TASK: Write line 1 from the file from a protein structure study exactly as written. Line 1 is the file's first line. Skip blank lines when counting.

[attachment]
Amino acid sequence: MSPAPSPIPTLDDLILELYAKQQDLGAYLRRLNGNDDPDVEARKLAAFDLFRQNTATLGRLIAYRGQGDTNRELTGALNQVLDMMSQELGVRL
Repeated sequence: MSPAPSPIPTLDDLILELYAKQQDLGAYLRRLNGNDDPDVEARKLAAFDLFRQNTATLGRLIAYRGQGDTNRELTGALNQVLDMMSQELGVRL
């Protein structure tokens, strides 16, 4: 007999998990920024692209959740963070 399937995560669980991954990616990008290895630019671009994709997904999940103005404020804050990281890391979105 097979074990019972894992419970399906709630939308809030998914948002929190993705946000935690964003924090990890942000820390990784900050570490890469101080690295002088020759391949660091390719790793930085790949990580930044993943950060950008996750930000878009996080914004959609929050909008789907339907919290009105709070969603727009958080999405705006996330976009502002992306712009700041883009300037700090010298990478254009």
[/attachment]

Amino acid sequence: MSPAPSPIPTLDDLILELYAKQQDLGAYLRRLNGNDDPDVEARKLAAFDLFRQNTATLGRLIAYRGQGDTNRELTGALNQVLDMMSQELGVRL